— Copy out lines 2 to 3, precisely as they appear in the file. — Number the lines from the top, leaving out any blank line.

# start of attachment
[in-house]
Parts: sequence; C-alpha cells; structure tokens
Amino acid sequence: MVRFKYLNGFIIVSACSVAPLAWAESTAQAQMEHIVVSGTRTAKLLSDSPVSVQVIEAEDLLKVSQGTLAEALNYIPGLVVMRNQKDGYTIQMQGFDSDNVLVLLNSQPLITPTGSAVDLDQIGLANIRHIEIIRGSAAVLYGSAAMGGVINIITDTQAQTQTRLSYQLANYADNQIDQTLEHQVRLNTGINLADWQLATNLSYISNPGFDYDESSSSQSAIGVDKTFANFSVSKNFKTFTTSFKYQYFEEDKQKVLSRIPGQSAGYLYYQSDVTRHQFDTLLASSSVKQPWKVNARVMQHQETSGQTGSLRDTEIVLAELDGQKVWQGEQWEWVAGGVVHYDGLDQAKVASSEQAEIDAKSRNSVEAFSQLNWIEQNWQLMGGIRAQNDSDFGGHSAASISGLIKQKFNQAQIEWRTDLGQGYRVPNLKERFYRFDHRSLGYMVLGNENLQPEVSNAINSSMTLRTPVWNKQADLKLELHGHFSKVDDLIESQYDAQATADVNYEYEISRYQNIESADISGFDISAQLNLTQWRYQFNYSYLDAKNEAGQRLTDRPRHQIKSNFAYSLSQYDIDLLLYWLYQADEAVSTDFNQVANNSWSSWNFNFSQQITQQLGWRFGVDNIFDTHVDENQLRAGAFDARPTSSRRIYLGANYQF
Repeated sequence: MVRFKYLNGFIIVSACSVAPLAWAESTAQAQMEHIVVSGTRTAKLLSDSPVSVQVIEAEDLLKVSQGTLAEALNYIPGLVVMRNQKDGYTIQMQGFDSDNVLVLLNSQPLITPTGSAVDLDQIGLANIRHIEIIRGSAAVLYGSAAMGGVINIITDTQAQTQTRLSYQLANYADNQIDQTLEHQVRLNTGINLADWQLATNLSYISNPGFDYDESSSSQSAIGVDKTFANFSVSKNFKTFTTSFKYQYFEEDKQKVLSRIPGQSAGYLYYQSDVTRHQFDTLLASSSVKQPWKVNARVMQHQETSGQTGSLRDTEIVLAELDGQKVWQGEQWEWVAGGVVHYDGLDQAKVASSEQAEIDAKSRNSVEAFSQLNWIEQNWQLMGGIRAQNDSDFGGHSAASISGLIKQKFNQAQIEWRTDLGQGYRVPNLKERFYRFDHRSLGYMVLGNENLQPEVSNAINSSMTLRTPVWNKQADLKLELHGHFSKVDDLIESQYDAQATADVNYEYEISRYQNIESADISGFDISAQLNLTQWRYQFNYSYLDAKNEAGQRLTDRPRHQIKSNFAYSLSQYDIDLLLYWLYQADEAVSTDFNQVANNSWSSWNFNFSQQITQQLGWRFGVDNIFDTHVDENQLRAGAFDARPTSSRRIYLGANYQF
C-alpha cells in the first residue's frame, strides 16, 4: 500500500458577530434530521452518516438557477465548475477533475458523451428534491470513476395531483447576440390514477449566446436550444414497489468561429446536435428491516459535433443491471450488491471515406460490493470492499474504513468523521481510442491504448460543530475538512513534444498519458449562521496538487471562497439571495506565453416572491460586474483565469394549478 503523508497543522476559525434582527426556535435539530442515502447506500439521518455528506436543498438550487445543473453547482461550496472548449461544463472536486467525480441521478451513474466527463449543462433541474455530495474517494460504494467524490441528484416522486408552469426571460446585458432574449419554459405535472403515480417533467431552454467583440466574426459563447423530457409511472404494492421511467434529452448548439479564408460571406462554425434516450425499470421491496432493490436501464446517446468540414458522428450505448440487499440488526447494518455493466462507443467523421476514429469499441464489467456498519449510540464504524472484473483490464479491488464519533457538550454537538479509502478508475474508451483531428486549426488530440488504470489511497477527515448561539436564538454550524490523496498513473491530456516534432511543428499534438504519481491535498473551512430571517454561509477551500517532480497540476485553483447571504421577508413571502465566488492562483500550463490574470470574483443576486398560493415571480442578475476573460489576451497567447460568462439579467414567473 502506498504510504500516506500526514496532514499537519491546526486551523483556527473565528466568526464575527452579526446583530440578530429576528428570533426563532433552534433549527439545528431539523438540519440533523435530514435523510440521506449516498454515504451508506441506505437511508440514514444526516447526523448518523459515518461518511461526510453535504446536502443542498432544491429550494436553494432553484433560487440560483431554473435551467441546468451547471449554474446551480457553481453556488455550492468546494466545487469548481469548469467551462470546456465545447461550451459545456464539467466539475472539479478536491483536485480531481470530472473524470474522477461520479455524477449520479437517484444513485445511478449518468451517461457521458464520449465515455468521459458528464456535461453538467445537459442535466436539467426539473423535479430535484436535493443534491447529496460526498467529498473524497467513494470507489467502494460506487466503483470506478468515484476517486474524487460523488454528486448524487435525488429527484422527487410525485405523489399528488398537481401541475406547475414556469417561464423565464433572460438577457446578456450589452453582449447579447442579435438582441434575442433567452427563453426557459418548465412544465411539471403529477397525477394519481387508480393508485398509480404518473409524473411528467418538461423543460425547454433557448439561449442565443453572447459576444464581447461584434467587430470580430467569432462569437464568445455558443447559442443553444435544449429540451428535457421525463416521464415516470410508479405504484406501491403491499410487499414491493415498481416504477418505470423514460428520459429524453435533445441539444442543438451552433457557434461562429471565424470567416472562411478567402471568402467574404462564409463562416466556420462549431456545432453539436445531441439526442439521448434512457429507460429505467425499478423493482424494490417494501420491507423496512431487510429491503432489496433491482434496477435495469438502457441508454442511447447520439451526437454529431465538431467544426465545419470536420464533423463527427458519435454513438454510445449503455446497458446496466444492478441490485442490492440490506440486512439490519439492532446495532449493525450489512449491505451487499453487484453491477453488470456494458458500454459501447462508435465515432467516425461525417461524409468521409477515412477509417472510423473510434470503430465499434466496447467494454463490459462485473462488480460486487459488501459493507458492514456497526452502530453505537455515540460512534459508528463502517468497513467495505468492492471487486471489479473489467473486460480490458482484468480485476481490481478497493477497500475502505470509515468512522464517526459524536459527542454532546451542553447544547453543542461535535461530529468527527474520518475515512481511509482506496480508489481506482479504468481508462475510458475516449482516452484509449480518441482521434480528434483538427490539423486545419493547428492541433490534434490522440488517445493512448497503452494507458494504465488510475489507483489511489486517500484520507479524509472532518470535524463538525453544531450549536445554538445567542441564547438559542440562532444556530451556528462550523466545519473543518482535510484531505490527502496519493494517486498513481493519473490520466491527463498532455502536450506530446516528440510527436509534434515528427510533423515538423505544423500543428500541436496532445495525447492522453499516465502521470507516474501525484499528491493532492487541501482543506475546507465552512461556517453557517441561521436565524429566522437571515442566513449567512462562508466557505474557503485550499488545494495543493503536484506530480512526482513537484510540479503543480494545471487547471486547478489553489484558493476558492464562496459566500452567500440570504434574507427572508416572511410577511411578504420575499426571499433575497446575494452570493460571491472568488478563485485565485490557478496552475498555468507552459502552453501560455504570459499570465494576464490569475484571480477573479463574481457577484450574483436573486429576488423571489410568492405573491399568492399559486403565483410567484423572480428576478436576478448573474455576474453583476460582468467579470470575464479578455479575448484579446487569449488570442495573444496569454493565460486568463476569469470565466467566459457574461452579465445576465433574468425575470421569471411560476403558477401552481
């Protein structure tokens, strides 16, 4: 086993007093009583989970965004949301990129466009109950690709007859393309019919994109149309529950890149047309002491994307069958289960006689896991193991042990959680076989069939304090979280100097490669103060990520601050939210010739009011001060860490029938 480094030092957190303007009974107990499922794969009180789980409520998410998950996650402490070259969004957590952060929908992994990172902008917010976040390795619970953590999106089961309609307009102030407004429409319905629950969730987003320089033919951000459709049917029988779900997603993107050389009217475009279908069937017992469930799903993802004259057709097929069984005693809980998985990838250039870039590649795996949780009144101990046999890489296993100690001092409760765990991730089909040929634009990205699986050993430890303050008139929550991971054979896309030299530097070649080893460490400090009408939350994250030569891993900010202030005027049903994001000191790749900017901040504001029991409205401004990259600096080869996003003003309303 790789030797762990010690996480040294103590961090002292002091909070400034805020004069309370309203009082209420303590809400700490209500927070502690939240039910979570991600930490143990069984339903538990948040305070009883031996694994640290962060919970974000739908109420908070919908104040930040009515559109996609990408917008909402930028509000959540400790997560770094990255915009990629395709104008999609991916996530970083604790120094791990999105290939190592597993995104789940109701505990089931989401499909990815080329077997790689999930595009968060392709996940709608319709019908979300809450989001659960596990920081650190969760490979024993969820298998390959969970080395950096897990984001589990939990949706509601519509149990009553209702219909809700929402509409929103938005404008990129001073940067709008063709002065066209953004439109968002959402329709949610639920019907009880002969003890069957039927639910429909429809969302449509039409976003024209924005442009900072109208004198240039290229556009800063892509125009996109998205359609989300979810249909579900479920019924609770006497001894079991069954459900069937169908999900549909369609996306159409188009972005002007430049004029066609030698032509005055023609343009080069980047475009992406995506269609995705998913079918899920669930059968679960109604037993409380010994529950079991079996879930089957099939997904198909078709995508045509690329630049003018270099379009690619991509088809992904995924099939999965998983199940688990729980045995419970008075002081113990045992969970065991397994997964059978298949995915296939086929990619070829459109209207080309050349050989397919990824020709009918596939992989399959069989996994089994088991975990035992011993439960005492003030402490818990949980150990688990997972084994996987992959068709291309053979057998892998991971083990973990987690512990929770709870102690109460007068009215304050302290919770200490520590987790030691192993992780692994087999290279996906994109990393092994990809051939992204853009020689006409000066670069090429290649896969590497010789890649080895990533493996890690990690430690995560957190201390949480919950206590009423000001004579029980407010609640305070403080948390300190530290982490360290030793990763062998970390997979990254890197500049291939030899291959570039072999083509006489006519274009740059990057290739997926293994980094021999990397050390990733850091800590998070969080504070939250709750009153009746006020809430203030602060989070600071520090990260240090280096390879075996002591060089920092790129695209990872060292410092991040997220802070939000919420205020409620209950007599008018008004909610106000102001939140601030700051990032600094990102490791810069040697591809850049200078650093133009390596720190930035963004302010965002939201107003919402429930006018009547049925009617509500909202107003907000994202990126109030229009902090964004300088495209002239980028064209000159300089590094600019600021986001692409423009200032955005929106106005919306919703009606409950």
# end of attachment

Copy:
Parts: sequence; C-alpha cells; structure tokens
Amino acid sequence: MVRFKYLNGFIIVSACSVAPLAWAESTAQAQMEHIVVSGTRTAKLLSDSPVSVQVIEAEDLLKVSQGTLAEALNYIPGLVVMRNQKDGYTIQMQGFDSDNVLVLLNSQPLITPTGSAVDLDQIGLANIRHIEIIRGSAAVLYGSAAMGGVINIITDTQAQTQTRLSYQLANYADNQIDQTLEHQVRLNTGINLADWQLATNLSYISNPGFDYDESSSSQSAIGVDKTFANFSVSKNFKTFTTSFKYQYFEEDKQKVLSRIPGQSAGYLYYQSDVTRHQFDTLLASSSVKQPWKVNARVMQHQETSGQTGSLRDTEIVLAELDGQKVWQGEQWEWVAGGVVHYDGLDQAKVASSEQAEIDAKSRNSVEAFSQLNWIEQNWQLMGGIRAQNDSDFGGHSAASISGLIKQKFNQAQIEWRTDLGQGYRVPNLKERFYRFDHRSLGYMVLGNENLQPEVSNAINSSMTLRTPVWNKQADLKLELHGHFSKVDDLIESQYDAQATADVNYEYEISRYQNIESADISGFDISAQLNLTQWRYQFNYSYLDAKNEAGQRLTDRPRHQIKSNFAYSLSQYDIDLLLYWLYQADEAVSTDFNQVANNSWSSWNFNFSQQITQQLGWRFGVDNIFDTHVDENQLRAGAFDARPTSSRRIYLGANYQF